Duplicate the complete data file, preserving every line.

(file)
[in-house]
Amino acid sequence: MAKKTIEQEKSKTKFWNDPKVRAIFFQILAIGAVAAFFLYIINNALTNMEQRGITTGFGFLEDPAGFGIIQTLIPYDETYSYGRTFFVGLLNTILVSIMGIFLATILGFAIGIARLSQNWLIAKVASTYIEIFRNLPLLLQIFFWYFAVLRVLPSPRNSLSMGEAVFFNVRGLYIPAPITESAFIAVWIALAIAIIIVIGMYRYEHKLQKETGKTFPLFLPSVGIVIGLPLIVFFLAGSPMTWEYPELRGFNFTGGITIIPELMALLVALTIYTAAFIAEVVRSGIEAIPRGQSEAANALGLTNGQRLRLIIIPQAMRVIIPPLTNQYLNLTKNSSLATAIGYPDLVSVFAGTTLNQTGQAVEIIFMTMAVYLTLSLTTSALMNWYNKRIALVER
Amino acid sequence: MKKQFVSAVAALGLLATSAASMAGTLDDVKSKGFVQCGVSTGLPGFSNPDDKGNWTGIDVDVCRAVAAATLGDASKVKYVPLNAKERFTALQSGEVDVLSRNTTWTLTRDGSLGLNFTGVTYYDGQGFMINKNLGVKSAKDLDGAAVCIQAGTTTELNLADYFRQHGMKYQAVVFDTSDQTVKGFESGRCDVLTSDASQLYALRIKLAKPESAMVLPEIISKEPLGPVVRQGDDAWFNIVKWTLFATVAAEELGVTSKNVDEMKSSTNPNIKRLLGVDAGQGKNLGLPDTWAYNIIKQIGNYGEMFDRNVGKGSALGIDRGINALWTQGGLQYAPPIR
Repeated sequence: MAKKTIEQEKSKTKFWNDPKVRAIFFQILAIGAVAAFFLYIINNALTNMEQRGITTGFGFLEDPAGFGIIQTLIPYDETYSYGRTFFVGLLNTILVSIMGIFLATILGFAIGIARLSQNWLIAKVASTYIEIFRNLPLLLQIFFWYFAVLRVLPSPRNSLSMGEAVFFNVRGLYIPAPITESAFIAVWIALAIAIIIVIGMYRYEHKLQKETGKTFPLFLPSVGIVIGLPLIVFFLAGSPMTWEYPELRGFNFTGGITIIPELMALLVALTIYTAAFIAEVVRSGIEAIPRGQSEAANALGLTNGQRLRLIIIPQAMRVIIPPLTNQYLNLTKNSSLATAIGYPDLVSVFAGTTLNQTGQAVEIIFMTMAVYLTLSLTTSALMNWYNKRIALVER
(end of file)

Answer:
[in-house]
Amino acid sequence: MAKKTIEQEKSKTKFWNDPKVRAIFFQILAIGAVAAFFLYIINNALTNMEQRGITTGFGFLEDPAGFGIIQTLIPYDETYSYGRTFFVGLLNTILVSIMGIFLATILGFAIGIARLSQNWLIAKVASTYIEIFRNLPLLLQIFFWYFAVLRVLPSPRNSLSMGEAVFFNVRGLYIPAPITESAFIAVWIALAIAIIIVIGMYRYEHKLQKETGKTFPLFLPSVGIVIGLPLIVFFLAGSPMTWEYPELRGFNFTGGITIIPELMALLVALTIYTAAFIAEVVRSGIEAIPRGQSEAANALGLTNGQRLRLIIIPQAMRVIIPPLTNQYLNLTKNSSLATAIGYPDLVSVFAGTTLNQTGQAVEIIFMTMAVYLTLSLTTSALMNWYNKRIALVER
Amino acid sequence: MKKQFVSAVAALGLLATSAASMAGTLDDVKSKGFVQCGVSTGLPGFSNPDDKGNWTGIDVDVCRAVAAATLGDASKVKYVPLNAKERFTALQSGEVDVLSRNTTWTLTRDGSLGLNFTGVTYYDGQGFMINKNLGVKSAKDLDGAAVCIQAGTTTELNLADYFRQHGMKYQAVVFDTSDQTVKGFESGRCDVLTSDASQLYALRIKLAKPESAMVLPEIISKEPLGPVVRQGDDAWFNIVKWTLFATVAAEELGVTSKNVDEMKSSTNPNIKRLLGVDAGQGKNLGLPDTWAYNIIKQIGNYGEMFDRNVGKGSALGIDRGINALWTQGGLQYAPPIR
Repeated sequence: MAKKTIEQEKSKTKFWNDPKVRAIFFQILAIGAVAAFFLYIINNALTNMEQRGITTGFGFLEDPAGFGIIQTLIPYDETYSYGRTFFVGLLNTILVSIMGIFLATILGFAIGIARLSQNWLIAKVASTYIEIFRNLPLLLQIFFWYFAVLRVLPSPRNSLSMGEAVFFNVRGLYIPAPITESAFIAVWIALAIAIIIVIGMYRYEHKLQKETGKTFPLFLPSVGIVIGLPLIVFFLAGSPMTWEYPELRGFNFTGGITIIPELMALLVALTIYTAAFIAEVVRSGIEAIPRGQSEAANALGLTNGQRLRLIIIPQAMRVIIPPLTNQYLNLTKNSSLATAIGYPDLVSVFAGTTLNQTGQAVEIIFMTMAVYLTLSLTTSALMNWYNKRIALVER